Posted on July 5, 2017, by Bryan Zarpentine

Toronto Blue Jays Kevin Pillar

Image via thestar.com

The Toronto Blue Jays are one of many teams that are heading toward the all-star break unsure of their summer trade plans. Toronto is stuck somewhere between being buyers and being sellers. For most teams, that would been doing nothing at the trade deadline. However, recent reports indicate the Blue Jays may be one of the busier teams during the second part of July and may end up being both buyers and sellers.

The Blue Jays currently sit in last place in the AL East. After a recent skid, they are 10.5 games out of first place. At the same time, Toronto is a mere five games out of the second wild card spot, giving them a glimmer of hope. However, they’d have to jump over seven other teams to get there. After consecutive trips to the ALCS, the Blue Jays have a fan base that has grown accustomed to winning and may not have the patience for a long rebuilding project. The conflict puts the Blue Jays in a difficult spot.

“We really enter any junction in time, and certainly trade deadline is one of those opportunities, where our sole focus is to get better,” explains Blue Jays president Mark Shapiro. “Get better could be in the short-term, for the rest of this year, although it’s highly unlikely it would be rental-type guys, or it could be get better this year and in subsequent years, as well. Trade deadline presents one window of opportunity for us to improve the team, and we are going to want to get better this year, too, that’s for sure.”

Shapiro’s comments indicate the Blue Jays aren’t exactly going for it this year. Of course, the team just acquired catcher Miguel Montero, which is a move for the short-term. On the other side of the coin, the Blue Jays don’t have many players who would be attractive as short-term rentals to contenders.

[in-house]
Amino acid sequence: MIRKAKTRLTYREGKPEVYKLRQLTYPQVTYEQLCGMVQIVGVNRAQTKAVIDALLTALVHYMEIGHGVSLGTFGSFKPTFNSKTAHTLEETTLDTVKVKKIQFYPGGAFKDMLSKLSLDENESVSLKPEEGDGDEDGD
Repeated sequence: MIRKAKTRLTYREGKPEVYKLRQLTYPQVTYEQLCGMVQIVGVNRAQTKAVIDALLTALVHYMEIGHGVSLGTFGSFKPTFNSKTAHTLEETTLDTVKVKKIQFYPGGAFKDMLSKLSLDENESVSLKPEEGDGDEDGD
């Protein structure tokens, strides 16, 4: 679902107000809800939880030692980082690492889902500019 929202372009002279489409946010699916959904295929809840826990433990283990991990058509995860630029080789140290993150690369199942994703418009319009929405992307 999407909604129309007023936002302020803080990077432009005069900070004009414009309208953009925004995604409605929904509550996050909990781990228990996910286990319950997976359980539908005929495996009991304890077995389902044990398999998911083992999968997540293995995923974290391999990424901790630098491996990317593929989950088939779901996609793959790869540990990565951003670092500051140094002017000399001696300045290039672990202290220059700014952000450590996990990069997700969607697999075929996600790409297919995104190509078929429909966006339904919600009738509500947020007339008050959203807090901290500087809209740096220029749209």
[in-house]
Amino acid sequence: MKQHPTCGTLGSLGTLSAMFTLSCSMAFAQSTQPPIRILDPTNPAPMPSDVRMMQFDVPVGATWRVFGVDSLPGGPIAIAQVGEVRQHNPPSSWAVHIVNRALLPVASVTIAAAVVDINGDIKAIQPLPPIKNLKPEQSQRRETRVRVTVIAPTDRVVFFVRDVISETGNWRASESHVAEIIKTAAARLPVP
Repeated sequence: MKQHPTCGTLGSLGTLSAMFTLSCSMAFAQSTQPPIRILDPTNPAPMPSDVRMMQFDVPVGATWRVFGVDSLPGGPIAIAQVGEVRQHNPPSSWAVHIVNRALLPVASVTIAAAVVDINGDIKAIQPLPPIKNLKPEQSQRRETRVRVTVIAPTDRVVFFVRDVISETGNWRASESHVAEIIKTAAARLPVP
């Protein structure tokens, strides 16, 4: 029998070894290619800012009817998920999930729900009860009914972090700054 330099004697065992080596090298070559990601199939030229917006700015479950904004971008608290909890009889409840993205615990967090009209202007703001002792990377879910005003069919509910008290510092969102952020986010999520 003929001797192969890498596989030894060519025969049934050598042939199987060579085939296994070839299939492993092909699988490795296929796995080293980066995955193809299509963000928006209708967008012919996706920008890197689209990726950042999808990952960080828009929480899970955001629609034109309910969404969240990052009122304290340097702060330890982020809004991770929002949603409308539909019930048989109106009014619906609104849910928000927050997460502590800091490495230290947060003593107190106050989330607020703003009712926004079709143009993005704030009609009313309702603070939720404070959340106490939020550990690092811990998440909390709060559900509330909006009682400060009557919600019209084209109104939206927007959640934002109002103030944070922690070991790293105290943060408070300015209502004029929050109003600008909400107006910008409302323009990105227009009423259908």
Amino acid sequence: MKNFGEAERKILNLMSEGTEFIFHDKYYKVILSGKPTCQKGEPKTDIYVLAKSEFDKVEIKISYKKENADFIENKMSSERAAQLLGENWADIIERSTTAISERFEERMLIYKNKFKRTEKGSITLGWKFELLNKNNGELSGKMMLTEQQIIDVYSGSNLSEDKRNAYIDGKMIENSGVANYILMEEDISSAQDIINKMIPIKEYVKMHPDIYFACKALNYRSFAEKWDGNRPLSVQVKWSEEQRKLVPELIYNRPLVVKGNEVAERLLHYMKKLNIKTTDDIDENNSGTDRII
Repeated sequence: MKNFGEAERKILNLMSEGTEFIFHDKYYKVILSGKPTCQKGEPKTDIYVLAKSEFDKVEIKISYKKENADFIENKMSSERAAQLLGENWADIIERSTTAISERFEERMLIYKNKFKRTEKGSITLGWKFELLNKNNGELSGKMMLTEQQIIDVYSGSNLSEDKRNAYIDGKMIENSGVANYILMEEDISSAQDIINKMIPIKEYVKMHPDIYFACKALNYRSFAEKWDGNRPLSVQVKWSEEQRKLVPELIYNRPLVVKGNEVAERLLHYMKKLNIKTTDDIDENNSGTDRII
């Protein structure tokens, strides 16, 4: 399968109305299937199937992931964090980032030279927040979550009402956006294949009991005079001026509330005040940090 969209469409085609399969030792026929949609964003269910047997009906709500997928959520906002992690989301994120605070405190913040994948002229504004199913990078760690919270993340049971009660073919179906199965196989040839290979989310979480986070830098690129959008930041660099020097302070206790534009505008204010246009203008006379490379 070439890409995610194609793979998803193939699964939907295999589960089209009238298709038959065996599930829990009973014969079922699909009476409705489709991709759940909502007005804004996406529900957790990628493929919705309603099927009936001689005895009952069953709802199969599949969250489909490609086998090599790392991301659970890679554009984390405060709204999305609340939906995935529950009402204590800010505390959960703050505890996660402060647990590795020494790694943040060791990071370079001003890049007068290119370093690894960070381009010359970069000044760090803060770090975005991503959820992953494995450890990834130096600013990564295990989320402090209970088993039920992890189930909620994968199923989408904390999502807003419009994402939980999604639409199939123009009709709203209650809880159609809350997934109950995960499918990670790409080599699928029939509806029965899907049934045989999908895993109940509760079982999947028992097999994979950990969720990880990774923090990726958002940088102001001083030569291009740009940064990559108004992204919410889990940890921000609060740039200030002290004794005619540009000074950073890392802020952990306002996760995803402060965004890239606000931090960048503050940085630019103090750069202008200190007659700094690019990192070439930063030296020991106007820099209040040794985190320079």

Players like Jose Bautista, Francisco Liriano, and Marco Estrada don’t have guaranteed contracts beyond this season and would be obvious trade candidates. However, none are having a particularly good season. Even if the Blue Jays can find a trade partner for one of these players, they are unlikely to receive much in return.

Toronto’s best trade chips are players like Josh Donaldson, Marcus Stroman, J.A. Happ, and Justin Smoak. However, all of those players are under contract for next season. If the Blue Jays are hoping for a quick turn around with an eye toward competing in 2018, all of those players will be necessary. Trading those players would likely indicate a full-scale rebuild, something the club would prefer to avoid.

“I can’t tell you the exact blueprint or plan right now, but I think there’s still quite a bit of talent here, both veterans and guys in the prime of their careers,” says Shapiro. “We clearly need to continue to compete, we clearly need to continue to get more talent around those existing players but yes, we have enough of a base of talent here to still contend.”

Selling off assets at the trade deadline with the intention of reloading for the next year instead of rebuilding over the long term is possible. For instance, the Yankees did that last summer and are now playoff contenders. However, the Blue Jays don’t have many prospects who are ready to step in the big leagues if key players are traded . That could make it more difficult for the Blue Jays to avoid a full-scale rebuilding effort.

“I do think we can build that team without that cycle occurring here, but how we’re situated at the moment might cause for one transitional period between now and getting there,” admits Shapiro.

Toronto GM Ross Atkins has not divulged anything about the team’s trade deadline plans. However, the Blue Jays are clearly disatisfied with how the season has gone and looking to shake things up. That could lead to a busy trade season for Atkins and the Blue Jays. Toronto may not be obvious sellers or obvious buyers. But there’s a good chance the Blue Jays are quite active on the trade market in the weeks to come.

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